Red Rackham's Treasure serves up a very satisfying conclusion to the mystery begun in The Secret of the Unicorn. The artwork, as in all Tintin books, is beautifully detailed and colorful. All the main characters are likable and memorable, from the cantankerous Captain Haddock to the clumsy detectives Thompson and Thomson to the peculiar Professor Calculus to the loyal and often very funny dog Snowy. 

Families can talk about...

  • Families can talk about how Red Rackham's Treasure completes the story started in The Secret of the Unicorn. Did you find it a satisfying conclusion? 

  • Tintin adventures have been thrilling young readers around the world for more than 60 years. Why do you think this classic series is so popular?

  • Tintin adventures are told in the style of a graphic novel, a kind of book that is quite popular today. What are the advantages of telling an action-adventure story this way?

Book details

Author:Herge
Genre:Adventure
Book type:Fiction
Publisher:Little, Brown Books for Young Readers
Publication date:January 1, 1944
Number of pages:62
Publisher's recommended age(s):9 - 17

This review of Red Rackham's Treasure (The Adventures of Tintin) was written by

About our rating system

  • ON: Content is age-appropriate for kids this age.
  • PAUSE: Know your child; some content may not be right for some kids.
  • OFF: Not age-appropriate for kids this age.
  • NOT FOR KIDS: Not appropriate for kids of any age.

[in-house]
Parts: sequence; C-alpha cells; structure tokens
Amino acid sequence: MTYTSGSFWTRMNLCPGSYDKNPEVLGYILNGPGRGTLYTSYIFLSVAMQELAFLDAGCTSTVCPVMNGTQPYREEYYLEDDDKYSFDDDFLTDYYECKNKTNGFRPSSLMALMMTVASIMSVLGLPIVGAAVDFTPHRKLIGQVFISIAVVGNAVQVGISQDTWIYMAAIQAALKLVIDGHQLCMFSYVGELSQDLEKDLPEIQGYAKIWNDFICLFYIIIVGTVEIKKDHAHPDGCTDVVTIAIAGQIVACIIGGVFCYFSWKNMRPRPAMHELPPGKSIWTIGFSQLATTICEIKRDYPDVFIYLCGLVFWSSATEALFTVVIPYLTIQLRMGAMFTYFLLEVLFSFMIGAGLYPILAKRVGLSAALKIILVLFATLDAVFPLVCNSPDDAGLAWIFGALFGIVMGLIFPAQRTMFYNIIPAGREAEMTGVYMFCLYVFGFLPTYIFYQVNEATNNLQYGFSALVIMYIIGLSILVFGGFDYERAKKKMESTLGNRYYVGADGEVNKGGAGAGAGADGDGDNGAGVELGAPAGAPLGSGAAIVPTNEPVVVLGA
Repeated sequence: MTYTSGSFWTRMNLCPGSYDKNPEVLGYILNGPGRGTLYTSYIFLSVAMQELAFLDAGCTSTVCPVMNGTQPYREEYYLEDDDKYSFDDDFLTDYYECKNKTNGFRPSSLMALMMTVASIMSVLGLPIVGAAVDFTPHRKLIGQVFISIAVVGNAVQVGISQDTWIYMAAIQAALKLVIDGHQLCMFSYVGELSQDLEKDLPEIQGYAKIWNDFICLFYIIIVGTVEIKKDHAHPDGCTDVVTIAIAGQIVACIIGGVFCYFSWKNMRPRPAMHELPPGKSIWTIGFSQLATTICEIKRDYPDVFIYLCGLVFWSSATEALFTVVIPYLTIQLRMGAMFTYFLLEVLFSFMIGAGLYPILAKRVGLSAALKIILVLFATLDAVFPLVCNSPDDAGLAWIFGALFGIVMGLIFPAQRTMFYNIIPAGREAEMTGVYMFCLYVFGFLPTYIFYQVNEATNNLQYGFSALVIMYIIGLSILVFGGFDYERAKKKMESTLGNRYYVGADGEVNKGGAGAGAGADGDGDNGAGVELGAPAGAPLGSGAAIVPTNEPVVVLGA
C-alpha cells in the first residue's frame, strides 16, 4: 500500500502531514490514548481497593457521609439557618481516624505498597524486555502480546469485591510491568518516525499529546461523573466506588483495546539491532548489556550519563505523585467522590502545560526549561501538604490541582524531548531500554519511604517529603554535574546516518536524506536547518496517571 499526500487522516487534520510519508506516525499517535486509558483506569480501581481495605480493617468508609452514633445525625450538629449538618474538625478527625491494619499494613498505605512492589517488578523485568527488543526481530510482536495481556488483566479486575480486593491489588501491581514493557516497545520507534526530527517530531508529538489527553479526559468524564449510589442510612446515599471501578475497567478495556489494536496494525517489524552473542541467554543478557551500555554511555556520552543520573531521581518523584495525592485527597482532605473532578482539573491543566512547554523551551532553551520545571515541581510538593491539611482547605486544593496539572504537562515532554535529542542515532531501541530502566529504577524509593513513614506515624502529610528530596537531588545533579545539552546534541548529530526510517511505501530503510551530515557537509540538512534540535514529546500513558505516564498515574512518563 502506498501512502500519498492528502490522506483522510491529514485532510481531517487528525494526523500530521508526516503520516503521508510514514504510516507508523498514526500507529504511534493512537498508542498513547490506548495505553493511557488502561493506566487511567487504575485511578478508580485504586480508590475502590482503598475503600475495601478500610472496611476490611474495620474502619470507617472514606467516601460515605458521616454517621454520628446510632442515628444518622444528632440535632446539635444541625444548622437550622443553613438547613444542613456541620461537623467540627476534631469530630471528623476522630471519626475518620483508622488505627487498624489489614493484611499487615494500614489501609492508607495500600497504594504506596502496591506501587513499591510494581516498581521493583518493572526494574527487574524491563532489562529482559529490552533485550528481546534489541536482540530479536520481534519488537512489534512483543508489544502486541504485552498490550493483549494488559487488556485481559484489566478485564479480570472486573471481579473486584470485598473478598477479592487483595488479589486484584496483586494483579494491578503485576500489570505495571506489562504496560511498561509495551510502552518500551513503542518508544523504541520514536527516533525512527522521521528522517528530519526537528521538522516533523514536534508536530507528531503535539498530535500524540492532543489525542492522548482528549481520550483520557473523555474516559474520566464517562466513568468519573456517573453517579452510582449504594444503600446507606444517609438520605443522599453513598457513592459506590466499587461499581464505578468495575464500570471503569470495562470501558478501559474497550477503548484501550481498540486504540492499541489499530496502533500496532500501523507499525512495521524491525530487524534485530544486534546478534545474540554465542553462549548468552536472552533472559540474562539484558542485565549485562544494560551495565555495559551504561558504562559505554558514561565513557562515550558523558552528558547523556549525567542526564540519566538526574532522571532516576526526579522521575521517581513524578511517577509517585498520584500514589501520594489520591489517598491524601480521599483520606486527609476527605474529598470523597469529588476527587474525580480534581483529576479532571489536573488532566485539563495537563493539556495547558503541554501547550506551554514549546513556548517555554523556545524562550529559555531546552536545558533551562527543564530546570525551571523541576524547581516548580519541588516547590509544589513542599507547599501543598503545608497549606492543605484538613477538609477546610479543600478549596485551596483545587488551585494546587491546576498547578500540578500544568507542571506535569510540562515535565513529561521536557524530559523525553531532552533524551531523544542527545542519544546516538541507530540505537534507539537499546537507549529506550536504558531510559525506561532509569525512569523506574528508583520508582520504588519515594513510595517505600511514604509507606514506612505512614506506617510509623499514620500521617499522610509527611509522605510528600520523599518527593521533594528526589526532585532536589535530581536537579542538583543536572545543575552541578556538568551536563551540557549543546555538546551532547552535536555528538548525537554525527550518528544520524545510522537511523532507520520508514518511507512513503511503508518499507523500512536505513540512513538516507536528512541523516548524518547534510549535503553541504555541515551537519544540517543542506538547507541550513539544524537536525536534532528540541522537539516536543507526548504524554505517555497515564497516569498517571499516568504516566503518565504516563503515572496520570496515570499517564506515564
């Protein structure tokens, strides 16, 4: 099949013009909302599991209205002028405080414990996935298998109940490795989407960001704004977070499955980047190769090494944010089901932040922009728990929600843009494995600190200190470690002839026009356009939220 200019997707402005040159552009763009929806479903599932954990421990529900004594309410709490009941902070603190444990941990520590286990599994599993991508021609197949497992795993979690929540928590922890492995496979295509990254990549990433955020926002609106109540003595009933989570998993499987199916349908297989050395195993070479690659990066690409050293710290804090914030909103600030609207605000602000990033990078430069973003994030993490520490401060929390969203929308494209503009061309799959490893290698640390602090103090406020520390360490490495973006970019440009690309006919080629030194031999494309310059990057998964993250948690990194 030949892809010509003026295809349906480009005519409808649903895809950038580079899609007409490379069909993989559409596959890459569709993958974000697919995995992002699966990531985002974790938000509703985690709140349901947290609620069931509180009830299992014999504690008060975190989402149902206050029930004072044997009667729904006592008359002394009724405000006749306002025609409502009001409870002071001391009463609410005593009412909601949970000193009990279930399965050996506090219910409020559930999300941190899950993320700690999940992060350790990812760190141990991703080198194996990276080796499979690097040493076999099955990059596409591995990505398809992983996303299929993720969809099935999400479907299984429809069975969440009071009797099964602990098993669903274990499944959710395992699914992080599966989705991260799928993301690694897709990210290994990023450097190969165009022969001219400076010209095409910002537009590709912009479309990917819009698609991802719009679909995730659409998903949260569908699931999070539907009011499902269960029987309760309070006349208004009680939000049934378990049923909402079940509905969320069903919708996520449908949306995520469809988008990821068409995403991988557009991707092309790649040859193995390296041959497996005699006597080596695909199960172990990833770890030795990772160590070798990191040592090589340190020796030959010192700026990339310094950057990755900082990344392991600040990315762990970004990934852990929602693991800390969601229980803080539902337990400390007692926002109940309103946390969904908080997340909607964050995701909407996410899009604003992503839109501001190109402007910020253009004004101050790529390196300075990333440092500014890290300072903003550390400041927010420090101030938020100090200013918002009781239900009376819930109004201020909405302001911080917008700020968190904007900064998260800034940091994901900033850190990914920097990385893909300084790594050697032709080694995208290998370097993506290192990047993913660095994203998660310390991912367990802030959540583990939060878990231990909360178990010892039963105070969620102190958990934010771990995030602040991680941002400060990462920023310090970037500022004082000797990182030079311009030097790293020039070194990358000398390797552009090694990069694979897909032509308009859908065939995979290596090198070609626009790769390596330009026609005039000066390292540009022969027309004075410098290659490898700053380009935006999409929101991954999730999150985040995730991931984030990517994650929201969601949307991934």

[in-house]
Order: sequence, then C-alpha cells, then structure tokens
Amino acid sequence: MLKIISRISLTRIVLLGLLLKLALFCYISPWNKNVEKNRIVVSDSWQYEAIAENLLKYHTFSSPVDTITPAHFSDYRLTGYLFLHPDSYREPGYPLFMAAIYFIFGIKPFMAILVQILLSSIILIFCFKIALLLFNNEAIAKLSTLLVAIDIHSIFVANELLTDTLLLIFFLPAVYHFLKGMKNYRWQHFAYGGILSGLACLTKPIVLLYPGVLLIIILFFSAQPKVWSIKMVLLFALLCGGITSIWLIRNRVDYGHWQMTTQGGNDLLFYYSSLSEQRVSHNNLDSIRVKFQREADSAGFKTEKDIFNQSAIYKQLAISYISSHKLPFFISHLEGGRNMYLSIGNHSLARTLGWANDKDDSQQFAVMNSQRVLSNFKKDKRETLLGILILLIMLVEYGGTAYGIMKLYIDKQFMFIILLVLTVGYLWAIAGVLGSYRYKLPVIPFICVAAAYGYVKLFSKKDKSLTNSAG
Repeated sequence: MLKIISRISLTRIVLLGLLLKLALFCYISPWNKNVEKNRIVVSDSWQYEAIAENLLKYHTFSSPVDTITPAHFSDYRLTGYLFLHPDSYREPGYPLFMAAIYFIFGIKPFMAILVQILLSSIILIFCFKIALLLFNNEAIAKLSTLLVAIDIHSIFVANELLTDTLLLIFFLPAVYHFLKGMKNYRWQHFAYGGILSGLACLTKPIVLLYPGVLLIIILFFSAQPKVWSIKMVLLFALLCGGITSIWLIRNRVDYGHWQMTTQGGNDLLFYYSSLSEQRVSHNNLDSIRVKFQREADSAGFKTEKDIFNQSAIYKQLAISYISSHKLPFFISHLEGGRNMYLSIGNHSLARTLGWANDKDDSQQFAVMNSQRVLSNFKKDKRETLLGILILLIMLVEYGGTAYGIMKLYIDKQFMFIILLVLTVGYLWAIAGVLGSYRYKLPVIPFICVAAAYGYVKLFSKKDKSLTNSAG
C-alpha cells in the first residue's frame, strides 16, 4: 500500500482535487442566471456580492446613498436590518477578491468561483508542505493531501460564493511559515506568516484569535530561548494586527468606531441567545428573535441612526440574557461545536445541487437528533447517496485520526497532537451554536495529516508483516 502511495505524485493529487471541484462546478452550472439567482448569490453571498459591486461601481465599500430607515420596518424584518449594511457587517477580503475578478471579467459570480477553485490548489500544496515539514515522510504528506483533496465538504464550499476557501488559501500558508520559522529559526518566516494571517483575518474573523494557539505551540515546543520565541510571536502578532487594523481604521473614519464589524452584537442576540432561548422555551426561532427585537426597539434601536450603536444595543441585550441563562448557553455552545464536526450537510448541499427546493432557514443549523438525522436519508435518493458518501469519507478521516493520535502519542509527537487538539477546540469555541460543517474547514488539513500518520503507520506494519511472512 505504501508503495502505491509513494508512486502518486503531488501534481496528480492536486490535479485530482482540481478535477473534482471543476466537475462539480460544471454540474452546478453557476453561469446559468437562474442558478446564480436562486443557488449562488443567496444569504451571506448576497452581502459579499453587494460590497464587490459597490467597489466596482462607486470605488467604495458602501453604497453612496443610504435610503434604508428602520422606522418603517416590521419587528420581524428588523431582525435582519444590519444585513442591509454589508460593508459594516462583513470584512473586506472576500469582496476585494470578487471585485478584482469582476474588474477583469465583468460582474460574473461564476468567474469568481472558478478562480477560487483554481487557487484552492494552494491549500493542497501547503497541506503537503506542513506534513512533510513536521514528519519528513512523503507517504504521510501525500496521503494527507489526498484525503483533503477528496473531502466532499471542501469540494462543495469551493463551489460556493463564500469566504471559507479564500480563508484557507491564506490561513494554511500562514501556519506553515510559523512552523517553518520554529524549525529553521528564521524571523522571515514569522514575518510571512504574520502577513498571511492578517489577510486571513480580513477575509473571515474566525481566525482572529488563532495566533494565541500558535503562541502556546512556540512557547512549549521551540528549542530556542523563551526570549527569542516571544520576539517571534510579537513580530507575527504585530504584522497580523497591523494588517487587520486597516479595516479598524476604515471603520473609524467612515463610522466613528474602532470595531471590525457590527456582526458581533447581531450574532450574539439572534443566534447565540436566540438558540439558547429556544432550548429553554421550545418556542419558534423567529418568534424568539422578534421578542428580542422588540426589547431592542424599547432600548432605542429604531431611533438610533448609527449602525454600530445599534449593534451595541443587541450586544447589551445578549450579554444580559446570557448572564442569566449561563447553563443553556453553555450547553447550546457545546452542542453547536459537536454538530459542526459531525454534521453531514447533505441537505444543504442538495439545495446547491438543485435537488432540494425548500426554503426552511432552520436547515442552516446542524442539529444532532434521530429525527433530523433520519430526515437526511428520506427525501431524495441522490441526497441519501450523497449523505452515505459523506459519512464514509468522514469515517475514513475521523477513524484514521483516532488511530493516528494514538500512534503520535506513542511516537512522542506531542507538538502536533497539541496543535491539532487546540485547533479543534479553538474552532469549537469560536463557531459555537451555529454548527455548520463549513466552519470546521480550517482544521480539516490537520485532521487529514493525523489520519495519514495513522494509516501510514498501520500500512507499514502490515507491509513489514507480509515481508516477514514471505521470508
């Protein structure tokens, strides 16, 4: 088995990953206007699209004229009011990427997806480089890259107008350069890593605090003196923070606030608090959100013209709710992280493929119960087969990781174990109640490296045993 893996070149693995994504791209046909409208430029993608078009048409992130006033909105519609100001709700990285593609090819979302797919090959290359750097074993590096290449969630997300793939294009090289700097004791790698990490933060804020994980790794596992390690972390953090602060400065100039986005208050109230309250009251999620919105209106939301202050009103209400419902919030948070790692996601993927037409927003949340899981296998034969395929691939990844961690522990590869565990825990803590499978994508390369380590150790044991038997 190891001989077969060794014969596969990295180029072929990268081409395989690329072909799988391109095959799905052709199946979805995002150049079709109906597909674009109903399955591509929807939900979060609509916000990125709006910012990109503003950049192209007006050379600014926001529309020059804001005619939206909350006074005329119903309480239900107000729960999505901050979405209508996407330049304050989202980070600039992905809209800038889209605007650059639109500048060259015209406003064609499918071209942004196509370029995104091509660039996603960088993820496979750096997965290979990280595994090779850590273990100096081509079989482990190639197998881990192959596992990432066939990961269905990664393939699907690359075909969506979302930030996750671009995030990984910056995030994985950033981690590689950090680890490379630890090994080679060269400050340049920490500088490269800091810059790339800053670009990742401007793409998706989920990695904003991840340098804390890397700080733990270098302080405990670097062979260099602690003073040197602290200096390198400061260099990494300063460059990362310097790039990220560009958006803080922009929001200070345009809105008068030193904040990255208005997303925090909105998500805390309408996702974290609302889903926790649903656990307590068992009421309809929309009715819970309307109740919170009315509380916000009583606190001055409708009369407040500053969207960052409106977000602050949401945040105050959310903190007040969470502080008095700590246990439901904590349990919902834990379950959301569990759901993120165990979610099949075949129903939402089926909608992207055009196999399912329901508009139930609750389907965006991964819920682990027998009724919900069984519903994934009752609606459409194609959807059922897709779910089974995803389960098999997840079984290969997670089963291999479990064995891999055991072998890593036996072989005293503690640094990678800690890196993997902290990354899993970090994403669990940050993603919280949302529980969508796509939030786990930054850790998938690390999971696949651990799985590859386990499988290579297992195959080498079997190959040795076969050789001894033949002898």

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Quality

Our star rating assesses the media's overall quality.

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Learning ratings

  • Best: Really engaging, great learning approach.
  • Very Good: Engaging, good learning approach.
  • Good: Pretty engaging, good learning approach.
  • Fair: Somewhat engaging, okay learning approach.
  • Not for Learning: Not recommended for learning.
  • Not for Kids: Not age-appropriate for kids; not recommended for learning.

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Kid, 12 years old December 20, 2011
AGE
7
QUALITY
 

Drunkness is a Biggy

drunk smoking and mild violance meant for laughs, so no real problum
What other families should know
Too much drinking/drugs/smoking
Kid, 12 years old April 13, 2012
AGE
6
QUALITY
 

Great adventure comic book out of 23!

This book is an amazing book. It is one out series of 23 of adventure comic books. This book only has only 1 star for drinking because of the funny sea captain. It only has a 1/4 of a star for violence. It is educational because it teaches you of old Europe.
What other families should know
Educational value
Great messages
Great role models
Too much drinking/drugs/smoking
Kid, 9 years old June 22, 2012
AGE
6
QUALITY
 

Very, very good

The positive role model is Tintin, because he rarely uses weapons and bad language, apart from "Snakes" and "Crumbs." He uses his brain more than his fists. This comic is better than Batman. Captain Haddock uses words like "Osgroth," "Carpet seller," and "ectoplasm" as negative names, but they are better than the less creative and short ones we hear often enough. He also loves alcohol, and drinks rum and whiskey. In this one, there are barely any guns. There is Tompson and Thompson, who rarely use guns, but they have to do a lot of pumping air for a underwater suit and gripe about it. Professor Calculus is a bit absent-minded, but he predates Jacques Cousteau and the mini-sub.
What other families should know
Great role models
Too much swearing
Too much drinking/drugs/smoking